Kelly Sloan

Kelly Sloan

A disturbing story emerged from Weld County over the past couple of weeks, concerning a property with several animals — pot-bellied pigs, goats, and the like — in reportedly varying states of distress. The reports tell of animals living in squalid conditions, with inadequate protection from the elements, and with several dead creatures sharing the pen with them, in varying degrees of decomposition.

This is the kind of thing that sickens and angers most everyone, including — perhaps especially — those who make caring for animals on the states farms and ranches their living, and their lifestyle.

This particular situation becomes rather complicated by the apparent fact that either no law is being technically broken, or that the exigent circumstances prevent the discovery of what specific legal violation is taking place. The Weld County Sheriffs Office has been dispatched multiple time to the property, but has thus far been unable issue any citations or show probable cause for a warrant to investigate further. Given the rather horrific official descriptions of the creature’s living conditions, this suggests that either a) the property’s resident (whom the owner has been unable to evict) is managing to keep just this side of applicable legal statutes, in which case efforts to examine the law (probably at the local level) for egregious oversights applicable to the specific situation is in order; or b) it is an issue of enforcement, wherein local officials lack the resources or expertise to discover the specific violation, in which case an effort should be made to ensure that the proper resources are appropriately allocated. Once again, “defunding the police” would not be an especially helpful epithet.

However this abhorrent situation is resolved, it is reasonable to assume that it will be something that virtually everyone, of any political stripe, could support. Addressing a situation like this, and delivering animals from wretched circumstances of neglect, appeals to the universal sense of duty most people feel towards the animals over which, biblically and historically, we have been given dominion.

The shame is that, like most public matters anymore, fanaticism threatens to drive a needless wedge. The fear persists that any movement made to protect these animals from the alleged miscreants cruelties will be broadened to envelop even the normal and appropriate practices that constitute proper animal husbandry. And unfortunately, recent political history suggests that those fears are well-founded.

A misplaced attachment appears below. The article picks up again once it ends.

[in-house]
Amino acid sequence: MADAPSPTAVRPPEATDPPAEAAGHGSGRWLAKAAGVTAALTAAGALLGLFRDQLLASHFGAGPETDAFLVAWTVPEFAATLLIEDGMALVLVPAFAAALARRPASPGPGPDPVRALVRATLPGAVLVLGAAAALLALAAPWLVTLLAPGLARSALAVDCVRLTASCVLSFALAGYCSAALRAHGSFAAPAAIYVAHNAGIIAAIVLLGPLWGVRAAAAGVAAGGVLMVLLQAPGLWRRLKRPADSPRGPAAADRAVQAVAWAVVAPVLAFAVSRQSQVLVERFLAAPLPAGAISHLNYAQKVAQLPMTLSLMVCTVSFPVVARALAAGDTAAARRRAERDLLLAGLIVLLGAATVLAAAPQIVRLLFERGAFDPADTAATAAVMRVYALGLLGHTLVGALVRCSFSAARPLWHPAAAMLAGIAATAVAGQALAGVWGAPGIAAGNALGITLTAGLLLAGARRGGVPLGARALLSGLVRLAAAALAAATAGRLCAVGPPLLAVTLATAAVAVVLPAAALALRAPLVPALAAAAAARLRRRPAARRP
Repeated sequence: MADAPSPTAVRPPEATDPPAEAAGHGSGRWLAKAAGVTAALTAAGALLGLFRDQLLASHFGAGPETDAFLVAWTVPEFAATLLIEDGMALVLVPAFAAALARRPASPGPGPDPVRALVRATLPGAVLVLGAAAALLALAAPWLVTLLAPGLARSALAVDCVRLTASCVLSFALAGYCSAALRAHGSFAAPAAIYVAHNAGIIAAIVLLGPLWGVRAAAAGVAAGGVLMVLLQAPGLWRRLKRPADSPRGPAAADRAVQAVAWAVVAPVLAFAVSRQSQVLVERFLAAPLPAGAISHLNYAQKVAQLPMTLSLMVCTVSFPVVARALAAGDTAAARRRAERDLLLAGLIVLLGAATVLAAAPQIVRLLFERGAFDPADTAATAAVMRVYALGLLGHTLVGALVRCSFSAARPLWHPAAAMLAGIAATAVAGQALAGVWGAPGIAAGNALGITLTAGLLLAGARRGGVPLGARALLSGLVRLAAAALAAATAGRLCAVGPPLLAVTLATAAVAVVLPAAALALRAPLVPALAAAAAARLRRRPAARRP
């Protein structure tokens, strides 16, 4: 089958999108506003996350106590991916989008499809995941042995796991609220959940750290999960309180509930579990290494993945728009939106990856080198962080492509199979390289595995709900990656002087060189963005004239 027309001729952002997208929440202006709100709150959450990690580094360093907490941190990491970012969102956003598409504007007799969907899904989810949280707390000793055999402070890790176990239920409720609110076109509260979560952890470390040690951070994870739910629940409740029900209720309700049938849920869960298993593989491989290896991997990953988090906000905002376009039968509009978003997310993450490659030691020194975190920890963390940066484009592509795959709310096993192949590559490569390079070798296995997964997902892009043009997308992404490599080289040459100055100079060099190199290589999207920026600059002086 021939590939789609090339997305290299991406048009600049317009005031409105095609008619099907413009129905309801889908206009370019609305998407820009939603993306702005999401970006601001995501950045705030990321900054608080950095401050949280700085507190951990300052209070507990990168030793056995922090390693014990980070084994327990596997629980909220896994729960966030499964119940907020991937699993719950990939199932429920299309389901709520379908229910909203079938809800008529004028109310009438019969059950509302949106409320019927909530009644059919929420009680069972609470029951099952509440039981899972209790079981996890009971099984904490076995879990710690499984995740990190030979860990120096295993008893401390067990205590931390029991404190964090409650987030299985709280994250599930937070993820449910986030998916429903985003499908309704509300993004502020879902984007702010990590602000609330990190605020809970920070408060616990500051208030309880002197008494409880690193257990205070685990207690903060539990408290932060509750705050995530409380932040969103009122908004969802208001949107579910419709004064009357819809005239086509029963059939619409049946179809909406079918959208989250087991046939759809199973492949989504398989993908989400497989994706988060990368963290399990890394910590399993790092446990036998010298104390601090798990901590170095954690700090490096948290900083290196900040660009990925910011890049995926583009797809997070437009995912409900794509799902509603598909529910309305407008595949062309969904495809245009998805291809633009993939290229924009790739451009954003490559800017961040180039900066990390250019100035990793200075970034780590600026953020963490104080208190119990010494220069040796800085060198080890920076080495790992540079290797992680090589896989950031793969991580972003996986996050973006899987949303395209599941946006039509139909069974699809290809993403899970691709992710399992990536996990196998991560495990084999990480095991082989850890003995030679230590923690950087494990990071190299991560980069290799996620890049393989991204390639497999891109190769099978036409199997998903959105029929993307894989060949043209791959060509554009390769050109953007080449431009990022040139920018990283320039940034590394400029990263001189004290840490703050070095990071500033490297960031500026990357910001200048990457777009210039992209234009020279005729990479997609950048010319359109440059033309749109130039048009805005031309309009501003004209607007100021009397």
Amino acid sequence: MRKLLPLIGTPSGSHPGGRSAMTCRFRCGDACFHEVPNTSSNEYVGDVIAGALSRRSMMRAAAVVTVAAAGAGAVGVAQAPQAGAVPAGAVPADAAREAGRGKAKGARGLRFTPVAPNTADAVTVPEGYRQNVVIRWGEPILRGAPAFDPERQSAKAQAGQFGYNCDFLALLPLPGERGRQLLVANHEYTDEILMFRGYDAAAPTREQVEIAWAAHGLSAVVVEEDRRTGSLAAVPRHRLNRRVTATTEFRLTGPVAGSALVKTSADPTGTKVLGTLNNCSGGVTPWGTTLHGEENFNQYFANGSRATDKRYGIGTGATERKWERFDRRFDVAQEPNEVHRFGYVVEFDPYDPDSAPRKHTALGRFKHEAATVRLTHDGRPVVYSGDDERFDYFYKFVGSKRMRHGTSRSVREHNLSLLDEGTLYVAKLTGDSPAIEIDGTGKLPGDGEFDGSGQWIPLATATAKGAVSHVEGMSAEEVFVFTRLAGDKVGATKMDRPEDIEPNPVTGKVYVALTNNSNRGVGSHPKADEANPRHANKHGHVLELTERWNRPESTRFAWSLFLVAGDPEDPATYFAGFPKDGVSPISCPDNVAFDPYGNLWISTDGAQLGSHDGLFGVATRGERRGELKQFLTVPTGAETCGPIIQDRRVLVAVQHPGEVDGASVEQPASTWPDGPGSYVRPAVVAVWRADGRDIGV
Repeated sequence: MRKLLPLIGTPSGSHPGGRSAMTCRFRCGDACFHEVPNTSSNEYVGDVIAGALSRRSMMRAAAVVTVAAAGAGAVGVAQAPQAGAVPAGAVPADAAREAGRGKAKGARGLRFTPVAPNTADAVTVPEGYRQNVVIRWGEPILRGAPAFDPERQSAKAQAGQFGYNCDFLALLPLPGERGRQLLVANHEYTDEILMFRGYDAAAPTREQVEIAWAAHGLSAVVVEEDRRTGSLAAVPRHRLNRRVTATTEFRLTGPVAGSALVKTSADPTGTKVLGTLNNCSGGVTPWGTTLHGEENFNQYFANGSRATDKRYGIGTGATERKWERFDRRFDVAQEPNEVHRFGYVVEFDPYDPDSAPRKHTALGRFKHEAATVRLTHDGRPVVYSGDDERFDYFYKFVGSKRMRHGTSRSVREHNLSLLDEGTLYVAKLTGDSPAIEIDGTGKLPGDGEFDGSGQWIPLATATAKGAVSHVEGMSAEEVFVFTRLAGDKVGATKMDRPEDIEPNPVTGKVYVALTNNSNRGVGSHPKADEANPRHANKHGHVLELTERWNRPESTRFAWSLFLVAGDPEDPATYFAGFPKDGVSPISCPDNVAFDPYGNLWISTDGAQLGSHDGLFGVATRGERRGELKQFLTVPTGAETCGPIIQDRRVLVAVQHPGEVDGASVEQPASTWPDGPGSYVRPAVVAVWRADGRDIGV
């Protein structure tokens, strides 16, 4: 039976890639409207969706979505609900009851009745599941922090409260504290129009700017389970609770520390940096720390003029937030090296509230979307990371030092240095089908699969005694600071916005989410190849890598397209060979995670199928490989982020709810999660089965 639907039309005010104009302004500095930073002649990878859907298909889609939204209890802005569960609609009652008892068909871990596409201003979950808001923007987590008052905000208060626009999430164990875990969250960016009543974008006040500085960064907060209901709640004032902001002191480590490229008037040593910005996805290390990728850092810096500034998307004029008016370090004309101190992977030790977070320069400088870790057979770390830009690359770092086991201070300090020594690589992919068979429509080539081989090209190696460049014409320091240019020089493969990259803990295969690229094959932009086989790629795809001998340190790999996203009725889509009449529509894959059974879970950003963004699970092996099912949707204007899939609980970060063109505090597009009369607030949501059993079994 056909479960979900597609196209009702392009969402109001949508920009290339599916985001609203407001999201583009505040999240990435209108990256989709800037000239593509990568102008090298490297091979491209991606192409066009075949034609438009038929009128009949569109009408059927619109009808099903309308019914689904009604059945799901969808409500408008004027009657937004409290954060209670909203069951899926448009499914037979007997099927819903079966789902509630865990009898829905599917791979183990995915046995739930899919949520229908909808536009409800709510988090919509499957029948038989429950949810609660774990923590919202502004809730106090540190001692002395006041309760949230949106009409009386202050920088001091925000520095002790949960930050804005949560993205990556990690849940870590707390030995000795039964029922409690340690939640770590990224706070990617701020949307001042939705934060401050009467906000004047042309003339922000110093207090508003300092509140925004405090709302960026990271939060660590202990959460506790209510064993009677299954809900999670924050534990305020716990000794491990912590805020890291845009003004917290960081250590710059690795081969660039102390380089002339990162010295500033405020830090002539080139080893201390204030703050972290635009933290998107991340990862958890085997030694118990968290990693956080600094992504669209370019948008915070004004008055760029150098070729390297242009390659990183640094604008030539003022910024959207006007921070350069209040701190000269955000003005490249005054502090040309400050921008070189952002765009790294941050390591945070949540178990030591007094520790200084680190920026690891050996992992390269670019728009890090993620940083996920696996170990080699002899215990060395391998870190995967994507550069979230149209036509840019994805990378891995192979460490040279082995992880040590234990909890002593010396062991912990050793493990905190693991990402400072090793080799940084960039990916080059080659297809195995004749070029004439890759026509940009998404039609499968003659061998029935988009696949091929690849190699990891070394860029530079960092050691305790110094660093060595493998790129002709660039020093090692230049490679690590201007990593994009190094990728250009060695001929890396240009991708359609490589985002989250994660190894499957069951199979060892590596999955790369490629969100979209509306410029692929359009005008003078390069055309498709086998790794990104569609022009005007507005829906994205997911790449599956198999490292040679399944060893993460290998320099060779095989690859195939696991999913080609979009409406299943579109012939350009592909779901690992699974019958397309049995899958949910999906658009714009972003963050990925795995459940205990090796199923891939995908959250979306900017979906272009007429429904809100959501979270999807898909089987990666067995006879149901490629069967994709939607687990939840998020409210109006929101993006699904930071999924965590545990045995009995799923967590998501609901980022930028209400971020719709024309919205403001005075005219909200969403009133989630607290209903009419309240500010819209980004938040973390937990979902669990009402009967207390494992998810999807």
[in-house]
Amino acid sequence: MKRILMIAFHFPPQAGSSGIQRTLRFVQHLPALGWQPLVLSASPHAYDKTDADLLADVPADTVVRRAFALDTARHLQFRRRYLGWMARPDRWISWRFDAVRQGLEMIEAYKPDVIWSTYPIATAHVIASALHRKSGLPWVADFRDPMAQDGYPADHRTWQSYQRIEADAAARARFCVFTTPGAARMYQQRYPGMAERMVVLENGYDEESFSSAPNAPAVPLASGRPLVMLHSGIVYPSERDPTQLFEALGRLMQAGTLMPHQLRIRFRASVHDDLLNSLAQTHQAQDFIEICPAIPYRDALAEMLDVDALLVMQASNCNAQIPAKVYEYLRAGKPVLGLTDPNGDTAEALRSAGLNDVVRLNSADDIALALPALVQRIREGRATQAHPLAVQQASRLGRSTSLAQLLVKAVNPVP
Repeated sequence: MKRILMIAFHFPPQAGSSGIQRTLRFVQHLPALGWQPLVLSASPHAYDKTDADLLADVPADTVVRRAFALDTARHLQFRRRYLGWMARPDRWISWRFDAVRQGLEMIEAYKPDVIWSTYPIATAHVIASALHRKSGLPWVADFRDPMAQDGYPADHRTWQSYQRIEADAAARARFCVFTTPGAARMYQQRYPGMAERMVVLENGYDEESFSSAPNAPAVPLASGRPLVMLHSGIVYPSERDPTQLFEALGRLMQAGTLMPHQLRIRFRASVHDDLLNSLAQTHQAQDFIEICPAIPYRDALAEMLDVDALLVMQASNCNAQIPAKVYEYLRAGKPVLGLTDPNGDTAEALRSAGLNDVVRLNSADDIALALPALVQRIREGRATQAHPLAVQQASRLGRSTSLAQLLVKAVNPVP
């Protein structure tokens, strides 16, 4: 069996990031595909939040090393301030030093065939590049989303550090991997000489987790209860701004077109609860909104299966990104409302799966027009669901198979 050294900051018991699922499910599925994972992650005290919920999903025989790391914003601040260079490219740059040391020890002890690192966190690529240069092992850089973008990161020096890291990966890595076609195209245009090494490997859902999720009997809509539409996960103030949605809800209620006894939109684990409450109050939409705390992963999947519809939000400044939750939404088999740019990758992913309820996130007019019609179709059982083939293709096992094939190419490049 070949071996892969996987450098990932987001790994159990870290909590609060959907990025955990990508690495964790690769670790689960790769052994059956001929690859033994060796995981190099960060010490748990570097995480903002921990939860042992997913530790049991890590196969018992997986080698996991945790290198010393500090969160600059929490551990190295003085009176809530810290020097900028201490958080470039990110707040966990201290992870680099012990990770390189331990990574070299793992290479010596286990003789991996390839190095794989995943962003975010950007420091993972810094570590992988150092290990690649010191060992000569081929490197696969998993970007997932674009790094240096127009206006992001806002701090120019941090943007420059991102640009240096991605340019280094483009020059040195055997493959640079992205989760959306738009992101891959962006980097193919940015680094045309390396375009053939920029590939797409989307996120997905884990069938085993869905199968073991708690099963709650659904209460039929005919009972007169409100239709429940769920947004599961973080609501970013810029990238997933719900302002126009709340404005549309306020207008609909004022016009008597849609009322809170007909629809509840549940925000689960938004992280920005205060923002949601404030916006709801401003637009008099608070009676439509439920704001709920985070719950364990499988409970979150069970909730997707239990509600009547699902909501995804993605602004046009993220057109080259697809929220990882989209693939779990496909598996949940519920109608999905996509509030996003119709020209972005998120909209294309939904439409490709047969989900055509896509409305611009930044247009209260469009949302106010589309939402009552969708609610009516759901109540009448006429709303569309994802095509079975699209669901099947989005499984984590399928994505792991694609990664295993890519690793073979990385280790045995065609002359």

I recall reading an account of Oliver Wendall Holmes being asked to define a fanatic, and his answer went something like this: we can all accept that a property owner has rights to the space over his house, to the extent that his neighbor cannot build a horizontal extension that protrudes over the roof. The fanatic will conclude that that right extends as a shaft of air over the house piercing into the heavens, so that no child’s kite or aircraft can pass through without express permission. That’s about as good a definition as I’ve heard.

Fanatical interpretations disallow comparative judgements. In other words, the one who takes the issue of animal rights to the extremes will abandon, as a matter of dogmatism, the ability to distinguish between the responsible rancher, farmer, or pet store owner — or pet owner, for that matter, for who are we to think we can “own” animals — and the type of deranged individual who keeps animals for purposes known but to them, in squalid conditions and neglects their basic care.

The state is full of ranchers and farmers who, this past weekend, went out in the bitter cold, several times throughout the day and night to make sure feed was available and accessible, to chop ice for watering holes, to put out ample straw bedding, and to check for any signs of discomfort or distress in the animals in their care. Several, I wager, risked frostbite to nurse a calf, and more than one likely carried a newborn calf into their house to warm it in the bathtub. Noble efforts to right a wrong should not put these people’s livelihoods at risk.

The sad situation in Weld demands, and the animals there deserve, a full and proper inquiry, and on that point there ought to be universal agreement. This — not closing pet stores or dismantling animal agriculture — is where the moral imperative of animal protection is best and most nobly directed.

Kelly Sloan is a political and public affairs consultant and a recovering journalist based in Denver.

Kelly Sloan is a political and public affairs consultant and a recovering journalist based in Denver.

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